Monday, March 8, 2010
Giro d'Italia Considers Start in Washington DC, Part IX
Cycling Entrepreneur Wheels Into a New Venue
By Christopher K. Hepp, Philadelphia Inquirer
March 8, 2010
Robin Morton's story holds a lesson for any entrepreneur: First impressions can bear rich fruit even decades later.
Her tale starts in 1984, when, as a 29-year-old former office manager from Northeast Philadelphia, Morton took a seemingly quixotic journey to Europe as the owner and director of America's first professional cycling team.
This was long before Lance Armstrong, and in an era when the chief role of women in cycling was to serve as attractive bookends on the awards podium.
An Italian newspaper reporter was taken by the novelty and struck up a friendship while writing about Morton as her team raced the Giro d'Italia, the world's most important professional bike race beyond the Tour de France.
Twenty-five years passed. The reporter, Angelo Zomegnan, was now the director of the Giro, and interested in shattering another barrier by bringing the start of his race to the District of Columbia.
Whom did he call for help? Morton, now a partner in G-4, a Doylestown firm that runs big-league sports-oriented events, such as professional bike races and charity fund-raising rides.
That call has thrust Morton and G-4 into the middle of a historic effort for U.S. cycling, as well as provided wonderful opportunity for a still-growing business.
At this point, the 2012 Giro is set to start in Washington with two days of racing before the three-week event returns to Italy. It would be the first time any European grand tour - the biggest events in professional cycling - started outside Europe.
"This would be huge," said John Eustice, a Bucks County native who was the first U.S. professional champion and a member of the team Morton took to the 1984 Giro d'Italia.
All that remains to be done is arrange for sponsorship money to pay for the event, said Mark Sommers, a Washington lawyer who is chairman of the Giro effort. He placed the amount needed in the millions.
Morton and her partners at G-4, Alice Armstrong and Kristen Reiss, are in the thick of the planning as well as the fund-raising.
Sommers said he could not think of a better partner.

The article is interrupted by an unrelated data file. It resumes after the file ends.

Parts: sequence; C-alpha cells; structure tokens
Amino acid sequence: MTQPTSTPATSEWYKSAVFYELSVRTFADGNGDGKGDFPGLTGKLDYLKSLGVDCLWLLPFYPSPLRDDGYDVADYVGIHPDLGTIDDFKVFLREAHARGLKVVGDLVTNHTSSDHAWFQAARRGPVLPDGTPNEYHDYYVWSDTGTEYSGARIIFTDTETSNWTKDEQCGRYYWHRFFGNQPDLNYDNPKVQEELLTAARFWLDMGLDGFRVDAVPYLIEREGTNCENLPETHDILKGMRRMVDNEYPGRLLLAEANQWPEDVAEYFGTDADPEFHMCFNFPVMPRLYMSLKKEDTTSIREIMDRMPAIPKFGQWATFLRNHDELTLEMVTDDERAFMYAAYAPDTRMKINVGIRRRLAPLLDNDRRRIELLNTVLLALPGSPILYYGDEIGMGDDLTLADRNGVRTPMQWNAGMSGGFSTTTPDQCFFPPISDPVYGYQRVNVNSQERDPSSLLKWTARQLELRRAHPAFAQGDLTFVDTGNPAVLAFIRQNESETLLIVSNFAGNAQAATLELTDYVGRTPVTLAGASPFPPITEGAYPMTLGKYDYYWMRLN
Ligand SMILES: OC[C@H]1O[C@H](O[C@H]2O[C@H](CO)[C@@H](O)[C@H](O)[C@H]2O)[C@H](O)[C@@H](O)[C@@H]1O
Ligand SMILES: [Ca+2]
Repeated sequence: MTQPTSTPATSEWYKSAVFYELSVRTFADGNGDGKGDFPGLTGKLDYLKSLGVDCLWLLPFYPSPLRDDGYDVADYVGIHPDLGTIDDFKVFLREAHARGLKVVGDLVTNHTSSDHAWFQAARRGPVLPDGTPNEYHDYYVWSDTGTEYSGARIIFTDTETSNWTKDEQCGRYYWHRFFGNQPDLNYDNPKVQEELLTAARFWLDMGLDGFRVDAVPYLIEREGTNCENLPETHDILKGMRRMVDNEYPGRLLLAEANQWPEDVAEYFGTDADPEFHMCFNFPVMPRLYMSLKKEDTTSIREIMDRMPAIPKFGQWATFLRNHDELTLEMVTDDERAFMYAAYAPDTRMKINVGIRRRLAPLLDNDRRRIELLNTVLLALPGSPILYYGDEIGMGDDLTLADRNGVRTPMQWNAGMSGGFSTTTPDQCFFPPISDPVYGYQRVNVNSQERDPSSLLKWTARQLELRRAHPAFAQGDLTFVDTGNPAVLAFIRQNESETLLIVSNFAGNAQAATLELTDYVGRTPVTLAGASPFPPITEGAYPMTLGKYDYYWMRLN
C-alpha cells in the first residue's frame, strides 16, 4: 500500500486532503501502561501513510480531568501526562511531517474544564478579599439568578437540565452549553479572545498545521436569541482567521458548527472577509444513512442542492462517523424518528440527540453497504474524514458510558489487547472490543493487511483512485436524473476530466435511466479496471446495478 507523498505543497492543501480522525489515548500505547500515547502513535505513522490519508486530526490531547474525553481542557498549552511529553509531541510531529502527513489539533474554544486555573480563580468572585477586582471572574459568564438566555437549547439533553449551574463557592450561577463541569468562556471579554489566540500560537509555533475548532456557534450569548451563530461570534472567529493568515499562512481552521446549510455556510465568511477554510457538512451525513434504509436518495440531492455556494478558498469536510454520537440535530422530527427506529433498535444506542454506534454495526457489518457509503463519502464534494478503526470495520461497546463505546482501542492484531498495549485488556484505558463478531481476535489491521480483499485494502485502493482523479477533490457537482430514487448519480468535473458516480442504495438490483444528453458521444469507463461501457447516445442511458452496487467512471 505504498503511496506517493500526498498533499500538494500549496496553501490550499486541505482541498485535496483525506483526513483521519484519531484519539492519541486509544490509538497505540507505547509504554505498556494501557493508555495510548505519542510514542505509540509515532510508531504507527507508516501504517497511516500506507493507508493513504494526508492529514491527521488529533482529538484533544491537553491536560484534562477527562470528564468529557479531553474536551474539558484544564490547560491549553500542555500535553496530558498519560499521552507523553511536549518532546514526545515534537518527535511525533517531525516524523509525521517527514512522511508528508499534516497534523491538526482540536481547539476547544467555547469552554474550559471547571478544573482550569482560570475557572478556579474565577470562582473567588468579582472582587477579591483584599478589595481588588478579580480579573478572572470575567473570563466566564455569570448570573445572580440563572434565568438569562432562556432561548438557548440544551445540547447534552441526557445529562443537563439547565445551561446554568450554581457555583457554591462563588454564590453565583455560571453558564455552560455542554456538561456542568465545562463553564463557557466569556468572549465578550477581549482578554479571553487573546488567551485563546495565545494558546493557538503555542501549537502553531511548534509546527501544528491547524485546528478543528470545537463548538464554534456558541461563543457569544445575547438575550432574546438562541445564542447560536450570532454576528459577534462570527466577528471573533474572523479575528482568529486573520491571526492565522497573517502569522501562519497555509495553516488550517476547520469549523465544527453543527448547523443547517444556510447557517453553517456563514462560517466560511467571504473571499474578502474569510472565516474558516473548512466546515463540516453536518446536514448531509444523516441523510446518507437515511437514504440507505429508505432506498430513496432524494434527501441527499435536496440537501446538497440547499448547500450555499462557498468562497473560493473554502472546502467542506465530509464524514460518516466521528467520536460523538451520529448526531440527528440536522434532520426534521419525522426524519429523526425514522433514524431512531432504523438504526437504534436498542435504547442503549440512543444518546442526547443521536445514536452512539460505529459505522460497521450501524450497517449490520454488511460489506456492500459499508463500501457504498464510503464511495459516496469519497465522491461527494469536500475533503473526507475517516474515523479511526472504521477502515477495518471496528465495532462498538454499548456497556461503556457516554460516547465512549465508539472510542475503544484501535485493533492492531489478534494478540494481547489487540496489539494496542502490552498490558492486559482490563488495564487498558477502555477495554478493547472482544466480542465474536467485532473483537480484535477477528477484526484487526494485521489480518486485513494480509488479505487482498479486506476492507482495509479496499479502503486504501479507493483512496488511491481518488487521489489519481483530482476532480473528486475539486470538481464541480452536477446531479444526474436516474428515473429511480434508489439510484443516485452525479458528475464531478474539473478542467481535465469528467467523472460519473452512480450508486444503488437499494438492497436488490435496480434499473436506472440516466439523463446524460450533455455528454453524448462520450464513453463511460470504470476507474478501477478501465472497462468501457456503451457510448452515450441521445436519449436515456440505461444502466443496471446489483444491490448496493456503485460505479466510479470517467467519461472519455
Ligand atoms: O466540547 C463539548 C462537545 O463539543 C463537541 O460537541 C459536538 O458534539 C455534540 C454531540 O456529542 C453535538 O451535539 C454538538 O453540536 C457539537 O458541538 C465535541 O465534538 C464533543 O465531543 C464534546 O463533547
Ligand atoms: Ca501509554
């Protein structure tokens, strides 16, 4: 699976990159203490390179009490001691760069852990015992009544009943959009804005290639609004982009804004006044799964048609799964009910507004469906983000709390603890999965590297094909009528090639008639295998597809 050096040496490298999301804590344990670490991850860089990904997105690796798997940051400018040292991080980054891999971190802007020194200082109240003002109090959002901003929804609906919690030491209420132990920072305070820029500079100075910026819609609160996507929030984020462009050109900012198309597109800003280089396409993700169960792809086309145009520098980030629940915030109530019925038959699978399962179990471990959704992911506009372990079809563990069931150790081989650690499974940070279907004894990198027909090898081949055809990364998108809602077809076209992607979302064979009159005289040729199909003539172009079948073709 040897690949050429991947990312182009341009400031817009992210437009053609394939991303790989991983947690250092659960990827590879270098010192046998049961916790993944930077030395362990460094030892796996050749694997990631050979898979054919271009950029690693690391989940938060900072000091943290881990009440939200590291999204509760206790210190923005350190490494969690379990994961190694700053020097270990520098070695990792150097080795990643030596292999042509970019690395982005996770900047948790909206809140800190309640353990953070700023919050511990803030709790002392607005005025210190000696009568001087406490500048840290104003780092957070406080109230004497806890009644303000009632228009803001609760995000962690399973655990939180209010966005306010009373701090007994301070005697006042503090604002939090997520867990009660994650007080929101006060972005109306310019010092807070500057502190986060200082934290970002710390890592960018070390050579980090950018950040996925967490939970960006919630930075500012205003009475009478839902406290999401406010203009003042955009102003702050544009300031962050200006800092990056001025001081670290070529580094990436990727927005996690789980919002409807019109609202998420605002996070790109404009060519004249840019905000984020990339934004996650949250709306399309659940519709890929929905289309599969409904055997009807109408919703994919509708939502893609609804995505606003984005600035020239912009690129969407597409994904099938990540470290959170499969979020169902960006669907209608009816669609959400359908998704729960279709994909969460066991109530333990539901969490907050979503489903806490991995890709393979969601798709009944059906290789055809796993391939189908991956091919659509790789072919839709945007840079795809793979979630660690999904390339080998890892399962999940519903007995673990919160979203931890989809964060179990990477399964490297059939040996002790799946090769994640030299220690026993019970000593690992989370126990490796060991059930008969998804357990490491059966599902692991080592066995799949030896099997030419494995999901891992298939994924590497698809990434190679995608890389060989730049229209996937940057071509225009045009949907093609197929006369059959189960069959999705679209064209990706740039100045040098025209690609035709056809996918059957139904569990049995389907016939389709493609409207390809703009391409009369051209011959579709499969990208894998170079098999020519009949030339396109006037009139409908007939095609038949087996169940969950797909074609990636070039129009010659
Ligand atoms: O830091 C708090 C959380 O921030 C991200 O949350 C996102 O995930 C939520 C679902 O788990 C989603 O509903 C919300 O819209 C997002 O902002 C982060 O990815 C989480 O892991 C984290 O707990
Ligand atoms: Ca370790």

"Robin Morton, sliced bread is what she is," said Sommers, who, at 53, is an elite-level cyclist himself. "Robin brings a wealth of experience in running major cycling events. She and G-4 are dedicated, high-quality, uncompromising, and among the most pleasant individuals you will ever work with."
Eustice, who runs his own event company, Sparta Cycling, said Morton had a "sterling reputation" in professional cycling.
"She has developed a terrific organization," he said. "She is very good at maintaining relationships. She is a very hard and precise worker, very professional at everything she does."
Morton, 55, came to the cycling by way of her husband, Glenn Morton, a bike racer. Through him, she caught the bug, met Eustice, and conspired to create a professional team to race in Europe.
"It was really quite overwhelming," she said last week of her Giro experience. "They had never had women working with any of the teams. It was really quite controversial.
"It was such an incredible journey that I guess I never knew I was not supposed to be doing it."
Morton stayed with the sport, honing her skills by working 15 years for Threshold Sports L.L.C., which organized, among other events, the annual Philadelphia professional cycling race.
In 2005, Morton and her partners struck out on their own and have since organized a variety of bike races and charity rides. The work includes publicity and the logistics of running the events. Her company has five full-time employees, but she hires scores more temporarily for each event.
She met Sommers when her firm handled the logistics for a 2008 professional race in Washington. A photograph of that race, with the U.S. Capitol as a backdrop, was posted on G-4's Web site. That's what caught Zomegnan's attention and prompted his call.
"Angelo is a visionary and really wants to help globalize the sport," Morton said, explaining his interest in bring the Giro to the United States.
Zomegnan, Morton, and Sommers all were part of a reception two weeks ago in Washington to introduce the race to the media.
"The prospects of it, our great chances, are exhilarating," Washington Mayor Adrian M. Fenty told the Washington Post that night. "It is going to be a fantastic event . . . akin to bringing the Olympics to the city."
Morton is unfazed by the scope.
"Yes, the buildup for the race will be bigger, the hospitality will be grander, the caliber of rider is bigger," she said. "But the actual work is no different that what I did in Philly. It is still just a circuit race within an urban setting."
Yes, just another bike race.
Photo: Robin Morton (photo accompanied article)
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